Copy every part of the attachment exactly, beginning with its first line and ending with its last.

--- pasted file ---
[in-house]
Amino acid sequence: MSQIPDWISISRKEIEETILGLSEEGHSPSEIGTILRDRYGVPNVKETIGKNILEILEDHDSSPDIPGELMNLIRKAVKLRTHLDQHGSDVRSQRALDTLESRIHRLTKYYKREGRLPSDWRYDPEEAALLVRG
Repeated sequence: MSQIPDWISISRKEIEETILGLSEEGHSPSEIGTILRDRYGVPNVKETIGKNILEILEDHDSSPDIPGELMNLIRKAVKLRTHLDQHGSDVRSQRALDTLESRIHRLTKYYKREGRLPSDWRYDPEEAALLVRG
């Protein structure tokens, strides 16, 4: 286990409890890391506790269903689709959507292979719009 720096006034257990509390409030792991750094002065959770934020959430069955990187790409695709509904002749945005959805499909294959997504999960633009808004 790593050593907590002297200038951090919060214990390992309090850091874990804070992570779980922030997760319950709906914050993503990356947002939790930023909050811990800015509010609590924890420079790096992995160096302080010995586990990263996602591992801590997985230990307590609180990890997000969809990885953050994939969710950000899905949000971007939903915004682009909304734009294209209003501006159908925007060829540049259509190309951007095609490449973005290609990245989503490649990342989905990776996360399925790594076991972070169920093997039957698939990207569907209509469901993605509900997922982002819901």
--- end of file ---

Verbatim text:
[in-house]
Amino acid sequence: MSQIPDWISISRKEIEETILGLSEEGHSPSEIGTILRDRYGVPNVKETIGKNILEILEDHDSSPDIPGELMNLIRKAVKLRTHLDQHGSDVRSQRALDTLESRIHRLTKYYKREGRLPSDWRYDPEEAALLVRG
Repeated sequence: MSQIPDWISISRKEIEETILGLSEEGHSPSEIGTILRDRYGVPNVKETIGKNILEILEDHDSSPDIPGELMNLIRKAVKLRTHLDQHGSDVRSQRALDTLESRIHRLTKYYKREGRLPSDWRYDPEEAALLVRG
């Protein structure tokens, strides 16, 4: 286990409890890391506790269903689709959507292979719009 720096006034257990509390409030792991750094002065959770934020959430069955990187790409695709509904002749945005959805499909294959997504999960633009808004 790593050593907590002297200038951090919060214990390992309090850091874990804070992570779980922030997760319950709906914050993503990356947002939790930023909050811990800015509010609590924890420079790096992995160096302080010995586990990263996602591992801590997985230990307590609180990890997000969809990885953050994939969710950000899905949000971007939903915004682009909304734009294209209003501006159908925007060829540049259509190309951007095609490449973005290609990245989503490649990342989905990776996360399925790594076991972070169920093997039957698939990207569907209509469901993605509900997922982002819901």